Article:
Air New Zealand board chairwoman Dame Therese Walsh says predictions made about the airline's future in a Covid-19 environment had been confounded.
"We've made a lot of guesses of when things will happen and they've largely been wrong," she said.
Walsh, who became the airline board chairwoman in October last year, said she had confidence in domestic travel and the airline's sustainability.
The impact of Covid-19 on international travel had shifted domestic travel from being about a third of Air New Zealand's revenue to about half of the airline's revenue.
Walsh's comments came after an appearance as guest speaker at a Club Northland event in Whangārei, raising money for Alzheimers Northland.
Walsh said she had no serious concerns about domestic travel collapsing. She said significant preparation had been made should domestic travel restrictions return.
"We think [domestic travel] will continue to [perform well], however, we are prepared for a dip, we are prepared for another lockdown.
"Having a national carrier is incredibly important to having a functioning economy and a functioning society."
Due to the financial hardship inflicted by Covid-19 on Air New Zealand, the airline had let go more than 4000 of its 12,000 staff.
While Walsh said those decisions were extremely difficult for her personally, she said she instead focused on the hardship of her former employees.
"I can't think of it as hard for myself. I can only think about it as hard for people who have lost their jobs so I sort of don't dwell on it," she said.
"It was devastating, heartbreaking. The thing is though, you have to work through it and you have to make the decisions that need to be made."
Asked when international travel might return to normal, Walsh was reluctant to predict exact dates.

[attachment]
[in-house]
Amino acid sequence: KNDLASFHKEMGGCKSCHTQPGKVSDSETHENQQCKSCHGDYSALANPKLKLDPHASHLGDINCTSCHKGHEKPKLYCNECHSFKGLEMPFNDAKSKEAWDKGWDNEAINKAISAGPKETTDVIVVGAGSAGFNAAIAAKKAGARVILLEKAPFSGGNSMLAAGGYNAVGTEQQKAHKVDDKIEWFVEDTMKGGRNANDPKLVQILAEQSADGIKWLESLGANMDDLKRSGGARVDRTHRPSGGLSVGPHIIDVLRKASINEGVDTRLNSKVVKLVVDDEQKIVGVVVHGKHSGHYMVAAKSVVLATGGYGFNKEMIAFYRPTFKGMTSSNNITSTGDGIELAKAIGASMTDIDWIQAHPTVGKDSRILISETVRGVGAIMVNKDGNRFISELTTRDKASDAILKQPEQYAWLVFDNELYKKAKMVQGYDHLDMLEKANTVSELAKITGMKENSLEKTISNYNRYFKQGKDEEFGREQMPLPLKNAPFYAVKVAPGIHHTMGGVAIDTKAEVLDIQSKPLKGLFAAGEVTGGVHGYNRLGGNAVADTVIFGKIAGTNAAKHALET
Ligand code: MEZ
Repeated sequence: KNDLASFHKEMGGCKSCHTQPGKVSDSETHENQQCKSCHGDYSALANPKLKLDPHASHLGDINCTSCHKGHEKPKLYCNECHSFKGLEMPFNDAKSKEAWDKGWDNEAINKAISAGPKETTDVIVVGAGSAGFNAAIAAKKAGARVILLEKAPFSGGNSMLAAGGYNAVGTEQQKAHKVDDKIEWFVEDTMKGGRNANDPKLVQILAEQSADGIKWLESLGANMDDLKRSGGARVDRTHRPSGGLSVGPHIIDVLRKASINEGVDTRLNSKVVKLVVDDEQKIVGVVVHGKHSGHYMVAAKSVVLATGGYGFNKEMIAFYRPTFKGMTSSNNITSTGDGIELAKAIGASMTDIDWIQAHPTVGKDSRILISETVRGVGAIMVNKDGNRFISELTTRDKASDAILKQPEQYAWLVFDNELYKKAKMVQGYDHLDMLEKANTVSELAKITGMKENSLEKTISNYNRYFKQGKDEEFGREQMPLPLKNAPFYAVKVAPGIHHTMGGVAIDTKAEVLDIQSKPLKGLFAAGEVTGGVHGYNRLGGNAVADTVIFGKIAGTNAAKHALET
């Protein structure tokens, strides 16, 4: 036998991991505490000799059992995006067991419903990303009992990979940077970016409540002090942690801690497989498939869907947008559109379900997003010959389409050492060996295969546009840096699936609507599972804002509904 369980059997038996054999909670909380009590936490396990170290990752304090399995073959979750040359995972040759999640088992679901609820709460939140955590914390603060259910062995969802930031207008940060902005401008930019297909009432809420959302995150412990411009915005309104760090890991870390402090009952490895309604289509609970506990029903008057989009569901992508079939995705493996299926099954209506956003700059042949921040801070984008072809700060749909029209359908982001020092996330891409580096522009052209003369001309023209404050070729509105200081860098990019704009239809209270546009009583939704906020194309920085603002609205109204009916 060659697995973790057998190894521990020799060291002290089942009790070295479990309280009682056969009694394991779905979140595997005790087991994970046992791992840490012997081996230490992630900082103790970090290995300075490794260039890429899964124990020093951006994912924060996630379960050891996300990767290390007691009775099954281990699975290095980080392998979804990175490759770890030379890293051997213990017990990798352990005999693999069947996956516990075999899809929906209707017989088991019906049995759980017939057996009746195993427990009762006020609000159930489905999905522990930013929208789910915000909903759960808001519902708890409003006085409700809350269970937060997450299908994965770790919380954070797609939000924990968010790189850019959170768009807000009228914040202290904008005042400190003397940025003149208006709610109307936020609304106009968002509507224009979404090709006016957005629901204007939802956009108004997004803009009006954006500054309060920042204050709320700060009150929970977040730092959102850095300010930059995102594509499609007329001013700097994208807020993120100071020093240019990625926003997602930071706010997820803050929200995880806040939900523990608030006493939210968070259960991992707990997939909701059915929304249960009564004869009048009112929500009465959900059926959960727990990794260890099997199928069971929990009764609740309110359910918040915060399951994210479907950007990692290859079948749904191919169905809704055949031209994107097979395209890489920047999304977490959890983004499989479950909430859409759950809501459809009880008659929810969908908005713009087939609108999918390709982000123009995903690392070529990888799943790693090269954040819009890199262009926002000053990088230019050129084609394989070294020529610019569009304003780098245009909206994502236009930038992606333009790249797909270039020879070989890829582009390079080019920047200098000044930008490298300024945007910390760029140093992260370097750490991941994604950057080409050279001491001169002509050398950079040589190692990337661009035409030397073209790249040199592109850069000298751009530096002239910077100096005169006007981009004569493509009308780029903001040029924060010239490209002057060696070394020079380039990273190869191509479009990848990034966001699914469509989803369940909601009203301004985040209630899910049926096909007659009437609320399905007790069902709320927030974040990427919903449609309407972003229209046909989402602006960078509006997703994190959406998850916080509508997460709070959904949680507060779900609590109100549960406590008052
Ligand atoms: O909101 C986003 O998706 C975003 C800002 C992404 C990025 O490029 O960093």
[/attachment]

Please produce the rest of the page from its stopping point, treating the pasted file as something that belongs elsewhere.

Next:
"We are focusing on 2021 being when the Pacific Islands and [across the] Tasman are up and running, we are hoping to see some movement with international borders towards the end of 2021."
In March, the Government gave the national airline a $900 million loan to ensure its survival during Covid-19. Walsh said that, as of September, about $110m of the loan had been used. She would not say what had been used since, citing commercial sensitivity.
Walsh said the airline would be looking for investors before June next year for an "injection of capital". She would not be drawn on how much the airline was hoping to receive.
During her speech at McKay Stadium, Walsh was questioned by a member of the roughly 100-person audience about how Air New Zealand would address the price of flights from Whangārei and how cost often forced people to drive to Auckland.
Walsh was vague in responding and after the event said she was unable to commit to any change but understood the concerns of Northlanders.
"We're thinking about pricing all the time, we are thinking about the feedback, we do have a range of fares, we need full planes and all of those factors come into play."
Air New Zealand tourism and regional affairs head Reuben Levermore said despite an increase in the airline's costs over the last four years, such airport landing fees and security, fares had stayed "pretty stable".